There is no doubt about that, and of course the election results in Greece and France have done nothing to calm market jitters. As predicted, it was a close and ill-tempered contest in France, with lots of name-calling, claim and counter-claim. Marine le Pen enjoyed her role in the spotlight, and confused things further by refusing to back either party.
The election itself had a very low turnout – almost 25% of French people didn’t vote, which may have been confusion over which party would best look after them, or it could have been a ‘none of the above’ statement. But although not a decisive victory at 52%, France has a new President of the Republic. It is the first time in 30 years that a sitting President has not been re-elected.
Whilst Monsieur et Madame Sarkozy pack up their belongings, and head for new jobs (Monsieur Sarkozy to resume work as an avocat, whilst Carla Bruni-Sarkozy – heaven help us – has announced she will pick up her mike and revive her pop star career), the markets are starting to examine exactly what life in la République under President Hollande will actually mean.
The immediate reaction has been a sharp fall in the euro against most of the major currencies – in fact the last time we saw an exchange rate of GBP-EUR of 1 = 1.24 was back in November 2008. Our view is that there may be further weakening before a market correction. Often market sentiment – the initial reaction of traders – results in a ‘spike’ or sharp movement, which is often corrected in the following 24 – 48 hours.
Much depends however, on how quickly the European Central Bank moves to calm market jitters. If currency traders don’t see any words of comfort, quite simply they will sell off the Euro, weakening it still further. This effect will be magnified if they buy sterling instead, as it serves to drive the 2 currencies further apart.
So what are the essential differences with ‘Flanby’ (as Hollande has quickly been nicknamed) at the Elysee? Well, for a start, he is on the left of the party as a socialist (despite being from a ‘good family’ and being educated accordingly), and the vote for him represented as much a vote against Sarkozy and the austerity measures. There was much suspicion around the ‘Merkozy’ alliance of German Chancellor Angela Merkel and Nicolas Sarkozy, as the 2 most powerful countries in the Eurozone represented a major concentration of power and influence that was resented by much of Europe, especially in the South. Hollande has already intimated that he prefers a policy of ‘growth’, which cannot be achieved with continuing austerity measures to reduce debt. In very simple terms, for I’m not an economist, the difference is that austerity aims to reduce debt by drastic cutting of public expenditure. ‘Growth’ on the other hand, is not a policy, but the outcome of a policy – which aims to reduce debt by investment – giving people the means to earn and to reinvest their money into the public coffers (eg via pension payments) which will de facto reduce the public debt. Hollande has said he wants an amendment to stimulate growth (possibly in the form of Quantitative Easing, – QE – in other words, printing more money) added to the Fiscal Treaty that established the Eurozone austerity measures. This was a Treaty that 25 EU leaders, including Sarkozy, signed up to in December 2011.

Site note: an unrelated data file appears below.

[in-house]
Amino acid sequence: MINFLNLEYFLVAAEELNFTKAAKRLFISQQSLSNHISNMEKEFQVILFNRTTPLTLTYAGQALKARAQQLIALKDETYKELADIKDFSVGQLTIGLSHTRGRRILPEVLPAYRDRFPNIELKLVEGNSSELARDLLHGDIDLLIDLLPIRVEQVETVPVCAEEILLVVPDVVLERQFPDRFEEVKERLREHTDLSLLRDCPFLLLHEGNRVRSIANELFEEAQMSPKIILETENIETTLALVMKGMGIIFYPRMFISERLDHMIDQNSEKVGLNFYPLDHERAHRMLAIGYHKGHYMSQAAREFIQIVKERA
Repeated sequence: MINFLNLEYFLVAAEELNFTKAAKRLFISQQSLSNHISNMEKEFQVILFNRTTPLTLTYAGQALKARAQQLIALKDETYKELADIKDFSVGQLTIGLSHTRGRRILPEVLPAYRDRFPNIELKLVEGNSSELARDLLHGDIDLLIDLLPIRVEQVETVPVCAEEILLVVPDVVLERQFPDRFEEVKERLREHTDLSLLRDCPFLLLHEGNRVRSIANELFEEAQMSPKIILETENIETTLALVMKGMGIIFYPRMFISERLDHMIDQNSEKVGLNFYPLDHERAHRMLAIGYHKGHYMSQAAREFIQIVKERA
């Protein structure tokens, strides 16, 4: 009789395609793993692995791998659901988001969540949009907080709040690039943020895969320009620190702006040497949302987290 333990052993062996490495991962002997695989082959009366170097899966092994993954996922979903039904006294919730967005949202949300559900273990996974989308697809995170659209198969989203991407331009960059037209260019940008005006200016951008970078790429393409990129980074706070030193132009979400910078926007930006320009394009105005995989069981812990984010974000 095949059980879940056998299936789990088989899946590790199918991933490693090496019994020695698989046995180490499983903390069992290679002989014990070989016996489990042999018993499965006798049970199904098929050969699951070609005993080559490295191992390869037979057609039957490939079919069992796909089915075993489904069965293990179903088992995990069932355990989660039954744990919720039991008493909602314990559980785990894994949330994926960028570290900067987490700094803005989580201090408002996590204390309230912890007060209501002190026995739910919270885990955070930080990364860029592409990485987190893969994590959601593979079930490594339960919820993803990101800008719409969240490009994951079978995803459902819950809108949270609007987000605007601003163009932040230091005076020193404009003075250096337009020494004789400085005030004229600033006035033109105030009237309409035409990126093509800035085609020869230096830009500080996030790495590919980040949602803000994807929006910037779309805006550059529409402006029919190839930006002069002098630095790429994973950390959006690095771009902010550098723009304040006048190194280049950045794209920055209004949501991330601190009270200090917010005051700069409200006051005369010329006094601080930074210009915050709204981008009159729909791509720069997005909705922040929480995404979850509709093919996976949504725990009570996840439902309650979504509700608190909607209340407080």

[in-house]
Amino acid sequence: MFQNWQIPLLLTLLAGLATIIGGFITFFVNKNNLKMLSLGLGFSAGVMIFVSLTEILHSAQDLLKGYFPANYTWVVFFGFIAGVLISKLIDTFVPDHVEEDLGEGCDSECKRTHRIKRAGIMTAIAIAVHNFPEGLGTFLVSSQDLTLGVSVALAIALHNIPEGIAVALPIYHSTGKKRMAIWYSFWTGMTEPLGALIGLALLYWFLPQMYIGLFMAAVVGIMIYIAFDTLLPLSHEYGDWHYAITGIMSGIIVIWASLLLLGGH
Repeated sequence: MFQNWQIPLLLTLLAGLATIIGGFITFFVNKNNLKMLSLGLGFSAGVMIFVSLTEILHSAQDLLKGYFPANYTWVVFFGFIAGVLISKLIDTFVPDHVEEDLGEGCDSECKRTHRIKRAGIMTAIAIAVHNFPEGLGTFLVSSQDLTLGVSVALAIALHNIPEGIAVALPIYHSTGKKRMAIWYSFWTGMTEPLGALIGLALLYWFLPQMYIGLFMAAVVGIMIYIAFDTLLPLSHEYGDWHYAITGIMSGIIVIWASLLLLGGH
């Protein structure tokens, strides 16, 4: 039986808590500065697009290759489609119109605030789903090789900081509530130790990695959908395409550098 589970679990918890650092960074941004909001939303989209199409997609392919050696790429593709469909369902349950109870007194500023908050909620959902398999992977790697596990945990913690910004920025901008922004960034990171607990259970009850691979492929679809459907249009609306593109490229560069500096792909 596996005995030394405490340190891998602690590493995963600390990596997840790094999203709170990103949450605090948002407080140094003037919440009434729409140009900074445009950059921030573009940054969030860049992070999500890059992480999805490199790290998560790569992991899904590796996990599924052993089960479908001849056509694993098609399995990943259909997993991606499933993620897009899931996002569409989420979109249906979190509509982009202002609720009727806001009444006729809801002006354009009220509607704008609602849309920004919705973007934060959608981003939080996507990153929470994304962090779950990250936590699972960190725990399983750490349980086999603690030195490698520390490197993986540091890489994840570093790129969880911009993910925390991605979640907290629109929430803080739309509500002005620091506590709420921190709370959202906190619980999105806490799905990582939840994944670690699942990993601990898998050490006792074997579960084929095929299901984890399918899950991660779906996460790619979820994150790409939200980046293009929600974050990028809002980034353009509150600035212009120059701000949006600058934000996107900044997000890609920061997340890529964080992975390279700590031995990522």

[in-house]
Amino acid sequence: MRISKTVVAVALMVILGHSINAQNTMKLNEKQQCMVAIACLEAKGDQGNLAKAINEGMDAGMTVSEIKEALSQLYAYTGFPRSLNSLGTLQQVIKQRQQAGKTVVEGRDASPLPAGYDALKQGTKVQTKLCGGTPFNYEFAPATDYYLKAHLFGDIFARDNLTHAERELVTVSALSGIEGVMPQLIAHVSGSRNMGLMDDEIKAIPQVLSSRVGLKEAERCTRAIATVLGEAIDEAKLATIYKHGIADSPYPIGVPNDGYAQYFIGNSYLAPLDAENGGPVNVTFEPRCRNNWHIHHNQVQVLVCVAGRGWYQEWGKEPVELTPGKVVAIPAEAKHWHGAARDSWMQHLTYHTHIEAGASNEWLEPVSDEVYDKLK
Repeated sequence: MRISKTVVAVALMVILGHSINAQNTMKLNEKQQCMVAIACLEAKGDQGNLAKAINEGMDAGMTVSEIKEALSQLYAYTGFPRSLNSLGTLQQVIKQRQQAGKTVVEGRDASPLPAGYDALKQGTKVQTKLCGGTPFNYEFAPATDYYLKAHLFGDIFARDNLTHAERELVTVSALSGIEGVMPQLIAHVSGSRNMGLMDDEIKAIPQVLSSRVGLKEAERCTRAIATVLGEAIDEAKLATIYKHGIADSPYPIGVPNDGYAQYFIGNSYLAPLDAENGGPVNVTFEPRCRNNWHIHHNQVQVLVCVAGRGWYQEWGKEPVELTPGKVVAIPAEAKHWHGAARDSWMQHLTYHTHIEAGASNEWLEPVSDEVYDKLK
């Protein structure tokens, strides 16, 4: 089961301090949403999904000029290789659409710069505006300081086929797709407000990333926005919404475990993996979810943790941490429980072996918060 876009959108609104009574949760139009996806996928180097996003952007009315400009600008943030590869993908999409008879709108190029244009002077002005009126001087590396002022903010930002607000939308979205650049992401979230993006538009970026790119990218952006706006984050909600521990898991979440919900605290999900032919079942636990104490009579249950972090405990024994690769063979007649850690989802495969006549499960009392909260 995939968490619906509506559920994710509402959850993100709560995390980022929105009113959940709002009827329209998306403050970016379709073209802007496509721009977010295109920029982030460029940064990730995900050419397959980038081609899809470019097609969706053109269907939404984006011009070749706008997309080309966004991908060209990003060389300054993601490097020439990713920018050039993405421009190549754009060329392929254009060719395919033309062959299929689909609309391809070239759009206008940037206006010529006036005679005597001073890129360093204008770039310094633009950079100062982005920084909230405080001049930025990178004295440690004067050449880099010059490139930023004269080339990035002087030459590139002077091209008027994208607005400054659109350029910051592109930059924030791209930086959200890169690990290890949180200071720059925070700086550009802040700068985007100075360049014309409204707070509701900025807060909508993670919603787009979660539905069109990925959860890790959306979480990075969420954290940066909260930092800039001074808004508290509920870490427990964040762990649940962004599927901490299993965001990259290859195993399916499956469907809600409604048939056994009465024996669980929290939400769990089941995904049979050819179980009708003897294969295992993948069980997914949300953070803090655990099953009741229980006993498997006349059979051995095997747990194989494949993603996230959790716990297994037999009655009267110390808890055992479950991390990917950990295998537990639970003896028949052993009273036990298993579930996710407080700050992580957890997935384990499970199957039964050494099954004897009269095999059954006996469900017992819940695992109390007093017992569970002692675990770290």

The future for the Euro? Who knows. The political and economic ramifications of dismantling the euro are horrendous. The future for exchange rates? Your guess is as good as mine. We cannot foretell the way the markets will go. The riskiest strategy is to do nothing. If you know you need to move money from one currency to another, contact your FX broker, book it in and you can then budget with certainty and confidence. Yes, rates may go up – but they could go down. It all depends on your appetite for risk.
One solution is to compromise and hedge (book) half your currency. In that way if the markets move in your favour, you have gained on half your money. If however, they move against you, well, only half has been affected. Find out more from a no-obligation call to us at First Rate FX. Do remember to quote Normandy Insite for preferential rates.